An inner-city festival in a striking industrial setting, KappaFutur Festival is the perfect destination for those looking to combine a long weekend in Europe with world-class dance music.
Around three hours’ flight time from the UK, Turin is perhaps one of Italy’s lesser-known travel destinations, but its industrial history makes the northern city and capital of the Piedmont region a fitting home to the techno-focused KappaFutur Festival. Though not exactly synonymous with techno in the way that Detroit is, Turin’s own links to the auto industry have seen it evolve from post-industrial city to flourishing arts and culture hub.
The event is held at the iconic Parco Dora, a former site of the Fiat and Michelin factories and now a giant urban park. This was the eighth edition of KappaFutur Festival and the biggest one yet. More than 50,000 punters from over 100 nations poured into Parco Dora’s grounds over the festival’s two days.
It was a fiercely hot weekend and on the Sunday afternoon the temperature peaked at 34 degrees, but there were plenty of areas to find respite from the heat. Sprinkler systems were dotted about the site, to the delight of thousands of revellers cooling off in the mist and taking a break from the sprawling programme, which featured a well-curated mix of techno legends and up-and-coming talent.
The event was spread across four stages, each (apart from the obviously-titled Dora stage) named after their respective sponsors: Spanish card-makers Seat, Jägermeister, and the energy drink Burn. The sound quality was excellent throughout the duration of the festival, with the cross-stage sound bleed minimal despite the stages being relatively close together.
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For the techno purists in the crowd, there was plenty to celebrate. Carl Cox and Derrick May each closed out their respective stages on the first day to huge crowds. The new guard of techno was also well-represented earlier on, as the sun sank behind the imposing 30metre tall red steel columns of the festival site’s central space.
Amelie Lens put in a thumping two-hour show, heavily reliant on her trademark hi-hat hiss, on the Seat Stage. Surprisingly, DJ Nobu’s mid-afternoon slot on the same stage earlier that day was a more sparsely attended affair.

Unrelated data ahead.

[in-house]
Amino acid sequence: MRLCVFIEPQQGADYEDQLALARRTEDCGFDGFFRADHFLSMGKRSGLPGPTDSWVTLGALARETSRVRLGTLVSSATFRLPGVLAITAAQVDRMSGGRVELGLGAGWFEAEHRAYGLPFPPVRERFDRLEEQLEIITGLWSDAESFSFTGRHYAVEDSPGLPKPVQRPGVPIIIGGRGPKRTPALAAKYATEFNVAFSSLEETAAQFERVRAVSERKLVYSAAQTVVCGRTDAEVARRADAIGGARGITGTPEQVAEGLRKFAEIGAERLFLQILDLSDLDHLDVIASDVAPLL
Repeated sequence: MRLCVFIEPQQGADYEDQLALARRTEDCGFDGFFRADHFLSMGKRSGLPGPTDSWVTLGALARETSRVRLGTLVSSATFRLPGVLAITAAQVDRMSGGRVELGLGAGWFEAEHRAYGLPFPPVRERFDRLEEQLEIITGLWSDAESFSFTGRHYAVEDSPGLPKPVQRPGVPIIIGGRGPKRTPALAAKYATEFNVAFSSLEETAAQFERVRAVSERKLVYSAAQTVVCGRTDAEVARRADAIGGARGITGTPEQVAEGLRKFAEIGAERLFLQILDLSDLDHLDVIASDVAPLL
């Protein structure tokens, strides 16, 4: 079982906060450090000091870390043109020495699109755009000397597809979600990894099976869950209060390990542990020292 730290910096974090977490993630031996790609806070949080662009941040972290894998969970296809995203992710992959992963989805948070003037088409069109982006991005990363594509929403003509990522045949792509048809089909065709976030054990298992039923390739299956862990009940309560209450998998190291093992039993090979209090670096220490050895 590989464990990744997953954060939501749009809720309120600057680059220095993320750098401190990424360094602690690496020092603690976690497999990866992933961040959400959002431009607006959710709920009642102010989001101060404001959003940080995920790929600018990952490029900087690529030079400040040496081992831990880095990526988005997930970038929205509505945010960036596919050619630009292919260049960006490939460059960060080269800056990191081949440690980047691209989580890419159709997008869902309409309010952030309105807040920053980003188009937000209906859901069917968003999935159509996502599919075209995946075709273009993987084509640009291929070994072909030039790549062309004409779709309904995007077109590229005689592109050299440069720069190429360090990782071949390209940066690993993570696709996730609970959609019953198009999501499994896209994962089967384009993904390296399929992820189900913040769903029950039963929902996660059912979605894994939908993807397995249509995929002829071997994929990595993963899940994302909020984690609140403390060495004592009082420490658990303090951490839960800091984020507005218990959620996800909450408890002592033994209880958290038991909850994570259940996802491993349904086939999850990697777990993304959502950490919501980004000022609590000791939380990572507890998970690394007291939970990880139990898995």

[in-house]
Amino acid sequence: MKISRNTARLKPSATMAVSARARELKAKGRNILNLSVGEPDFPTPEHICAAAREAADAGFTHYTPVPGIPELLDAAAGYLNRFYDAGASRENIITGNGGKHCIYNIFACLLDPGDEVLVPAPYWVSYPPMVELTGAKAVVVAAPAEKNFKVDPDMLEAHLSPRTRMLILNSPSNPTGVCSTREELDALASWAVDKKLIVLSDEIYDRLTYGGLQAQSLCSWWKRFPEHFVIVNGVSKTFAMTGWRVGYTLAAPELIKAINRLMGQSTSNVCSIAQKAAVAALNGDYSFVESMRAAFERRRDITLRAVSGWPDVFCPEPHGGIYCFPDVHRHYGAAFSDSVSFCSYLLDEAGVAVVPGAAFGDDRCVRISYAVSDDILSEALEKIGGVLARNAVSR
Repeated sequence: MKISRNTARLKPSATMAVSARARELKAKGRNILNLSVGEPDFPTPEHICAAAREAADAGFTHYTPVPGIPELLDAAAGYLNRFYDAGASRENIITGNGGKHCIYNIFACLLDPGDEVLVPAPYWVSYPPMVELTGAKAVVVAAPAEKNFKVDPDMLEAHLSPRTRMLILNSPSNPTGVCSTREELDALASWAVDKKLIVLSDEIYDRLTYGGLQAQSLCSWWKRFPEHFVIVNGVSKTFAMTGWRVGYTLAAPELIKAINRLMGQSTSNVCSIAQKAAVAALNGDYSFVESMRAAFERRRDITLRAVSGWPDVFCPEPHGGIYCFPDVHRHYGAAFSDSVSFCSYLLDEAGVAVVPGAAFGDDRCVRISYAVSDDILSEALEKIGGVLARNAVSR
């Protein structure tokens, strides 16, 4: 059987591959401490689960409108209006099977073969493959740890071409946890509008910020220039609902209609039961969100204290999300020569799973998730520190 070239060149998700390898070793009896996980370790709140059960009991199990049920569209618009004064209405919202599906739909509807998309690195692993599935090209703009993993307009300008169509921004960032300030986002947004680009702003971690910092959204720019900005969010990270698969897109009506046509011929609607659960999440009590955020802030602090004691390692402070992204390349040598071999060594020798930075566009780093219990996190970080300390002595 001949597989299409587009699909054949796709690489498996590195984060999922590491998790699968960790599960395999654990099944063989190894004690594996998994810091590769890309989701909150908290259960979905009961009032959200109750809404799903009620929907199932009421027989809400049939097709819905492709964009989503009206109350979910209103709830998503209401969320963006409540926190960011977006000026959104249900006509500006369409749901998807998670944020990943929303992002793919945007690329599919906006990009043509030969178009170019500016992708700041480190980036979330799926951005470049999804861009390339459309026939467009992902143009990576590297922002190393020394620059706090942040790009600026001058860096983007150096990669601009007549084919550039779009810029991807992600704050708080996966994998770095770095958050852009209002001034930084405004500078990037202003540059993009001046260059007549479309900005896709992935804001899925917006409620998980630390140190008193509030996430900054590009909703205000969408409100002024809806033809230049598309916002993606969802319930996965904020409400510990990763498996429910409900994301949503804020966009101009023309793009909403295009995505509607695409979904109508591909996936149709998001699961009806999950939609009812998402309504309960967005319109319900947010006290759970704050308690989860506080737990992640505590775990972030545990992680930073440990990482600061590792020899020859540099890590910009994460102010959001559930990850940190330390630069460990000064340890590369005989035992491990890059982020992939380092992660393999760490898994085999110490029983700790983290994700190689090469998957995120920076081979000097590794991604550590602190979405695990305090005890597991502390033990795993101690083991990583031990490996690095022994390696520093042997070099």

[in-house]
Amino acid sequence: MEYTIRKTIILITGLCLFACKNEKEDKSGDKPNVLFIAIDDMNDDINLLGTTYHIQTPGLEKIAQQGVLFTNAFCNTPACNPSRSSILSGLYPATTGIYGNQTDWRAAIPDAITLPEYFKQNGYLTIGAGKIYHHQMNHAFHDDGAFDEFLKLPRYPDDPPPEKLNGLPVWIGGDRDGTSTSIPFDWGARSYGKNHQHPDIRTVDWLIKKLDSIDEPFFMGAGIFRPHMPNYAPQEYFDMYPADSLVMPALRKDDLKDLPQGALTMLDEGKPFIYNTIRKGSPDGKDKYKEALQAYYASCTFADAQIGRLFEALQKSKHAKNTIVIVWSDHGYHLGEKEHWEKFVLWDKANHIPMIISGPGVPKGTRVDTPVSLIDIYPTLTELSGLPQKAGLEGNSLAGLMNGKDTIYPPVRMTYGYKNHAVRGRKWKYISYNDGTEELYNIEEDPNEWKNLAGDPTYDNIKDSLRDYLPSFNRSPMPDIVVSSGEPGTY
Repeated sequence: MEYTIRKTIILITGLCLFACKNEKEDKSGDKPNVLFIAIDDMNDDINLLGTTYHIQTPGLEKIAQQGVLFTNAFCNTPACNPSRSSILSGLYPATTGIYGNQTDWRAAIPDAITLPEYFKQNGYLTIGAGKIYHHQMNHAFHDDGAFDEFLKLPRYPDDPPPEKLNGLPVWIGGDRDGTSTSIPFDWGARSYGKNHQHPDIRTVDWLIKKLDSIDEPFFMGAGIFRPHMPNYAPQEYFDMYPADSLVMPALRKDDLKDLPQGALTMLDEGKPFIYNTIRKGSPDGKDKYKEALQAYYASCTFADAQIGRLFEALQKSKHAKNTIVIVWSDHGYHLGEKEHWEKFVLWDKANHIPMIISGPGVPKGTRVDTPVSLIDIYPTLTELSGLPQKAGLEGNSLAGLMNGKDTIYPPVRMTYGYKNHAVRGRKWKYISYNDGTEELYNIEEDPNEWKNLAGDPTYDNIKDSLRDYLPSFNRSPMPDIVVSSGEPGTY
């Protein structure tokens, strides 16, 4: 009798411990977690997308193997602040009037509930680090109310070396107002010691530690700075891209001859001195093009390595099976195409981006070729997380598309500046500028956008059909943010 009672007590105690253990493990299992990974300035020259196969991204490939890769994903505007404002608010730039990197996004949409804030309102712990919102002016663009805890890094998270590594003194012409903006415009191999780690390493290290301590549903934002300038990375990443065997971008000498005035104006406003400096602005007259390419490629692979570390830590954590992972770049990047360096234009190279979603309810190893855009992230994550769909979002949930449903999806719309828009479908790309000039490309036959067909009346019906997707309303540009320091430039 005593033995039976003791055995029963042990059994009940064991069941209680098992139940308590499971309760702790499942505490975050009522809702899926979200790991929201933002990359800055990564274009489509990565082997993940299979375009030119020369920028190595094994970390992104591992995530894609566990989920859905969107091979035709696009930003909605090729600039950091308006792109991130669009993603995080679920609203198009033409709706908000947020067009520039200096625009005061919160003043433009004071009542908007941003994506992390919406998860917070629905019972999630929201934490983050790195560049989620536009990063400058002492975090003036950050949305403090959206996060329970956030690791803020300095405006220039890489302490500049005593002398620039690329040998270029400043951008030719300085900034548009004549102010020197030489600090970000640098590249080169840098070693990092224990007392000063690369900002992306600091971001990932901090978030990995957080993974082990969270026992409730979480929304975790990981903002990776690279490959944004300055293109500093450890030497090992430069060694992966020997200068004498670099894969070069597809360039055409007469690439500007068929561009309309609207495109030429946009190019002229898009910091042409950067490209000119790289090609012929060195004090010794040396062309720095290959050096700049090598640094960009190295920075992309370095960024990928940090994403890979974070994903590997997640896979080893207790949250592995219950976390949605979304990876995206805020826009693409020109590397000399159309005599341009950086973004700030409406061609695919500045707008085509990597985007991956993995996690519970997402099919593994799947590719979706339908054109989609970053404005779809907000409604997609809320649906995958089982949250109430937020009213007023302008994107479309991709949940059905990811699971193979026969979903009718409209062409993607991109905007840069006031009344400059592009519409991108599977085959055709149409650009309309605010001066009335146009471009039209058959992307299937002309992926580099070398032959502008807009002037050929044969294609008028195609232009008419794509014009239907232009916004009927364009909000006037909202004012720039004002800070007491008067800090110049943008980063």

Perhaps it was the relentless pace coupled with the oppressive Italian sunshine, but the Japanese techno export struggled to hold the attention of the audience, a large chunk of whom slipped away to catch the ebullient Boys Noize on the larger (and more shaded) Jager Stage.
Amelie Lens fans were in for an unexpected treat on Sunday, as the Belgian DJ stepped up to fill the gap left by Peggy Gou, who was a last minute no-show due to illness.
The Sunday programme was a more diverse musical offering, with techno heavyweights such as Richie Hawtin and Nina Kraviz offset by more eclectic selectors along the lines of San Proper, the ever-entertaining Ricardo Villalobos and charismatic Scottish party-starter Denis Sulta. The latter in particular proved hugely popular on the smaller, tree-flanked Dora stage, as his good-time selection of disco-leaning jams revved up the UK contingent of the festival.
Every festival has a crowd favourite and Nina Kraviz’s performance was exactly that. The Russian DJ was on electrifying form and managed to craft a mesmerising, commanding journey despite only having an hour and a half in the booth.
Perched high above the sea of dancers at the Jager Stage, red and purple LED lights flashed as frequent cheers from the audience rose up. Her choice of Cloud’s ‘Chained To A Dead Camel’, at about the half-way point of her set, drove the already-heaving crowd up another notch and paved the way for Kraviz to venture into acid and trance territory towards the tail-end of her performance.
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Amidst the techno of all shapes and sizes there was also plenty of opportunity to seek out welcome points of difference. Saturday night’s highlight was the pairing of Gerd Janson and Prins Thomas.
Their fantastically fun back-to-back on the more chilled-out Dora stage mined everything from Debbie Jacob’s disco classic ‘Don’t You Want My Love’ to Four Tet’s recent Nelly Furtado-sampling floor-filler ‘Only Human’ and Soulwax’s bumping rework of Marie Davidson’s ‘Work It’. When the unmistakable opening strains of Starlight’s ‘Music Sounds Better With You’ rang out as the closing song, the elated crowd went beserk, forging a true moment of proper sing-along euphoria.
Haai also won a legion of new fans in under two hours on the same stage that day with a boisterous and genre-defying set. Decked out in her trademark bright colours, her vibrant sartorial choices reflected her individuality in the booth, with a performance that varied in tempo but never wavered in energy or ability to move the more-than-willing, sweaty bodies on the dancefloor.
The festival’s main drawback was these short set times - the majority of the artists played for no longer than two hours. With 44 artists from around the globe crammed into two 12 hour days, many of the performances felt like tasters to the main course; delicious, but not completely satisfying.
That said, if you’re going to journey to Europe for a weekend break, KappaFutur allows you to dance your cares away in a memorable location to some of most popular DJs of the moment. In 48 hours you can come away with a suntan, a belly full of delicious Italian food, and your ears ringing to the sound of as many DJs as you can fill your timetable with.
If you’re craving a quick slice of la dolce vita, KappaFutur is for you.
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Words: Claire Francis
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